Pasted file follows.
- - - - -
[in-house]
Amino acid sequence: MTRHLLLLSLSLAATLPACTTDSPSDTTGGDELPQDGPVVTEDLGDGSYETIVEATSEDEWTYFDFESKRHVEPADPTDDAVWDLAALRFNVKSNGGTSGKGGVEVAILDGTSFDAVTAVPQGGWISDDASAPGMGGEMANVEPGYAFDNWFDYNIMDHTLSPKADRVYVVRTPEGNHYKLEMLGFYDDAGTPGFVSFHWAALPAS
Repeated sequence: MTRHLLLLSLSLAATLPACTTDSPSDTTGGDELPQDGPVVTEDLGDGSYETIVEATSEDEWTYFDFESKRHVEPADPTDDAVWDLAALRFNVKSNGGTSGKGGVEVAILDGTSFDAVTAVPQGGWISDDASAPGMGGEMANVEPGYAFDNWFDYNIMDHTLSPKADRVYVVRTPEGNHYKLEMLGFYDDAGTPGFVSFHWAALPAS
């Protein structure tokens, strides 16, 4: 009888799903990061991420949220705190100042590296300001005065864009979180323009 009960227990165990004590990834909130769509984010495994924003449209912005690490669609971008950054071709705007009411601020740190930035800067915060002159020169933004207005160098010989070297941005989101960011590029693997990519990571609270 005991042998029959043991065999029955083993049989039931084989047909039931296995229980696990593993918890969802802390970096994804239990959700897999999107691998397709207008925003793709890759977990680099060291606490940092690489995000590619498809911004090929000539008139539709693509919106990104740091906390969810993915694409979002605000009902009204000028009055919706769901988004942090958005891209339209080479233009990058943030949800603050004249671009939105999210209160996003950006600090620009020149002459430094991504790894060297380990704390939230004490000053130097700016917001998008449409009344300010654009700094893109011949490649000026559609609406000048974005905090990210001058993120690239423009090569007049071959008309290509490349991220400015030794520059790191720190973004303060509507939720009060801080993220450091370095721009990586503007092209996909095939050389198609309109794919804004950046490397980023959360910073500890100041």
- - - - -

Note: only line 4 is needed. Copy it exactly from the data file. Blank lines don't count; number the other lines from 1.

């Protein structure tokens, strides 16, 4: 009888799903990061991420949220705190100042590296300001005065864009979180323009 009960227990165990004590990834909130769509984010495994924003449209912005690490669609971008950054071709705007009411601020740190930035800067915060002159020169933004207005160098010989070297941005989101960011590029693997990519990571609270 005991042998029959043991065999029955083993049989039931084989047909039931296995229980696990593993918890969802802390970096994804239990959700897999999107691998397709207008925003793709890759977990680099060291606490940092690489995000590619498809911004090929000539008139539709693509919106990104740091906390969810993915694409979002605000009902009204000028009055919706769901988004942090958005891209339209080479233009990058943030949800603050004249671009939105999210209160996003950006600090620009020149002459430094991504790894060297380990704390939230004490000053130097700016917001998008449409009344300010654009700094893109011949490649000026559609609406000048974005905090990210001058993120690239423009090569007049071959008309290509490349991220400015030794520059790191720190973004303060509507939720009060801080993220450091370095721009990586503007092209996909095939050389198609309109794919804004950046490397980023959360910073500890100041």